Longstreet was at Lee’s side in the tiny village of Appomattox Court House in April 1865 when a note arrived from Ulysses S. Grant demanding the surrender of Lee’s army to avert further bloodshed. Longstreet, who had known Grant since their West Point days, was impressed by the leniency of his old friend’s terms of surrender, which allowed Confederate soldiers to return home on “parole.” They would remain unpunished, and even keep their personal weapons, so long as they did not take up arms against the nation or violate local laws.
In her earlier work on the Appomattox surrender, Varon offered a provocative interpretation of the long-term consequences of Grant’s generosity, making a case that Lee’s officers and many ordinary soldiers saw it as a kind of homage to Confederate bravery. Indeed, a substantial number, she now writes, expected to receive another call to go to war for southern independence. They later argued that the radical expansion of Black rights forced on them during Reconstruction violated the terms of surrender. Those terms, they claimed, did not empower the Union to impose its will on the white South. Thus, resistance to Reconstruction did not violate the promise that paroled soldiers would obey the law.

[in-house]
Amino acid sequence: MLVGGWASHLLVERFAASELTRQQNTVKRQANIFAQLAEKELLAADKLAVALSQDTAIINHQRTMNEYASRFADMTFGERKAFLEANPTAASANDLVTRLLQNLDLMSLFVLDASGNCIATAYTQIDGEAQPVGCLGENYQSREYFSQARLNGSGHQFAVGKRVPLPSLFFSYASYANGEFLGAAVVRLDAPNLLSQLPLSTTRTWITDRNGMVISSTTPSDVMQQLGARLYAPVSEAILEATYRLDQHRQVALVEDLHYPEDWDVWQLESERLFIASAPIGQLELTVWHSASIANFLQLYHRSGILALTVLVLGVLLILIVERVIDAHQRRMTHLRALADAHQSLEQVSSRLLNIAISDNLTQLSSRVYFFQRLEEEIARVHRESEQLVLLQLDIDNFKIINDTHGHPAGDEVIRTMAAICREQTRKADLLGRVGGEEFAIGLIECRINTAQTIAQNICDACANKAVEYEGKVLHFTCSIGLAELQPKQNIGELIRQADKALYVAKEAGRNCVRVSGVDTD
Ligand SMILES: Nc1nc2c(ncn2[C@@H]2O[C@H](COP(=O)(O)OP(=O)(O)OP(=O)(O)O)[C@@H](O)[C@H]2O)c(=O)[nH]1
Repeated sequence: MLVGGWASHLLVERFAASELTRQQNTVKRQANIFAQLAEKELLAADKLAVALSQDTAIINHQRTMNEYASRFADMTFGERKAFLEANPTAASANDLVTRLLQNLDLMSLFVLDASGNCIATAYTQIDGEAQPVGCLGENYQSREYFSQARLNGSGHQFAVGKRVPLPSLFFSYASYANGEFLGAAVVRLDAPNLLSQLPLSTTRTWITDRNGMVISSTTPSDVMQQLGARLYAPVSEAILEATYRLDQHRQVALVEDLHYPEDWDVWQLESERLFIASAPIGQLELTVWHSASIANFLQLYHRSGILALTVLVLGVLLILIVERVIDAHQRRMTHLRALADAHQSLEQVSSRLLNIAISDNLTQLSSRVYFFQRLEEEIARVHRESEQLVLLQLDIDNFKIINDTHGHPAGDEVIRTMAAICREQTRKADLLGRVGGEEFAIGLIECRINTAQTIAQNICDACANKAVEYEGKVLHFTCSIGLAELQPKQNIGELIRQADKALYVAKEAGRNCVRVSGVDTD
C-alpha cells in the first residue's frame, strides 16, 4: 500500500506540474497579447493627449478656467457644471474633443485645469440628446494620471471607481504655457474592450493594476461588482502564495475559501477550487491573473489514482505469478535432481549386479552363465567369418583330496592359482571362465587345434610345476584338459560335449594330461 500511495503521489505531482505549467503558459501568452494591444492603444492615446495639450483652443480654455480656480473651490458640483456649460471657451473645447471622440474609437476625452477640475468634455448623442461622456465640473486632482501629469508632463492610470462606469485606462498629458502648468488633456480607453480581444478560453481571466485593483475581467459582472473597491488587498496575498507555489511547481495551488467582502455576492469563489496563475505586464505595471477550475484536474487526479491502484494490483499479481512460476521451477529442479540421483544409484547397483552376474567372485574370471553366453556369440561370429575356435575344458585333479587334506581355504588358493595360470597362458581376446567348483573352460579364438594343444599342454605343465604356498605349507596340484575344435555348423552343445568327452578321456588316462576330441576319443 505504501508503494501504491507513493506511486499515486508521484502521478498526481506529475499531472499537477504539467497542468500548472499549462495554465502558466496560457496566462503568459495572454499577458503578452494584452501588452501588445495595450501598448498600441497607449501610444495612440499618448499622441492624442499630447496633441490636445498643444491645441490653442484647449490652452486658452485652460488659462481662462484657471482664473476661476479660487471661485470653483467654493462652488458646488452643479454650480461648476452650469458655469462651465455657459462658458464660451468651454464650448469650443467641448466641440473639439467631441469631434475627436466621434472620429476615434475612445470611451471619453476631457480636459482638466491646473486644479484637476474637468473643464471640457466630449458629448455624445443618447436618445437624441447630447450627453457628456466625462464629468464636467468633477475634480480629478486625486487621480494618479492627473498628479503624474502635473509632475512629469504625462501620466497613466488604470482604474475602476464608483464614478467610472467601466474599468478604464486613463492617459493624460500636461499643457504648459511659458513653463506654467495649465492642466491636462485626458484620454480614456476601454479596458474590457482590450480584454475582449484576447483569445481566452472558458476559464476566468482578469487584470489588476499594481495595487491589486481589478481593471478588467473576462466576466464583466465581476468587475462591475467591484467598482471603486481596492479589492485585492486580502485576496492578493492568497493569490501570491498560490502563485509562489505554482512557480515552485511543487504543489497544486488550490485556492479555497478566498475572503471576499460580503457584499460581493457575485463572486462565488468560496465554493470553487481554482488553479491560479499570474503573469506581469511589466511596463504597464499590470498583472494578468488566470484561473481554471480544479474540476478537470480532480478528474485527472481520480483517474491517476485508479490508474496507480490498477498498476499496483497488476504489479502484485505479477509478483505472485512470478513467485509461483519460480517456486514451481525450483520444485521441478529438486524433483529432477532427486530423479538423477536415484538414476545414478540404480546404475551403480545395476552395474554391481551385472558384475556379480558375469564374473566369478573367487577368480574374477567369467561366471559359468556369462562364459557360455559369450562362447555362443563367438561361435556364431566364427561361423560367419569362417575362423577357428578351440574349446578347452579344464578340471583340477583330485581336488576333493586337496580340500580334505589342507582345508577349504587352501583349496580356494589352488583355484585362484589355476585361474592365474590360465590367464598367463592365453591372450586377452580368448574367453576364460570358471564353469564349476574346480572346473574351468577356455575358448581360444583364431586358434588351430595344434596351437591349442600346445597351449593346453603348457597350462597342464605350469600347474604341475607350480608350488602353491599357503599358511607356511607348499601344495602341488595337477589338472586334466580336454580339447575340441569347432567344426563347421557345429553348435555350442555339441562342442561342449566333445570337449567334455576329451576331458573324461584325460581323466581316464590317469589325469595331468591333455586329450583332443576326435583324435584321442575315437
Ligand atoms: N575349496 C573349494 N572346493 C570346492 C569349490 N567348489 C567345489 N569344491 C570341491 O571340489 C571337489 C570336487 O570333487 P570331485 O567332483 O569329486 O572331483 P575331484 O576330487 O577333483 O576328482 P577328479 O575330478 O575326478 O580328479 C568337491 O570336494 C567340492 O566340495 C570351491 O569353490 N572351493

Longstreet rejected any such interpretation of Lee’s surrender, seeing in it “the flaw of hubris.” He understood that Grant’s terms were an effort to facilitate reconciliation (among white citizens) in the reunited nation and in no way justified political violence. In urging the white South to accept the reality of defeat, Longstreet made the obvious point that the losing party should not expect to impose its perspective on the victor. The white South, Longstreet declared in 1867, had “appealed to the arbitrament of the sword,” and had a moral obligation to accept the outcome: “The decision,” he wrote, “was in favor of the North, so her construction becomes the law.” He believed Confederates should accept that the Union’s victory demonstrated the superiority of a society based on free labor over one based on slavery, and seize the opportunity presented by Reconstruction to modernize the South. Longstreet’s understanding of the lessons and consequences of Confederate defeat, Varon writes, helps explain the mystery of how a man who went to war to destroy the nation and protect slavery decided to join the Republican Party and work closely with Black political leaders during Reconstruction.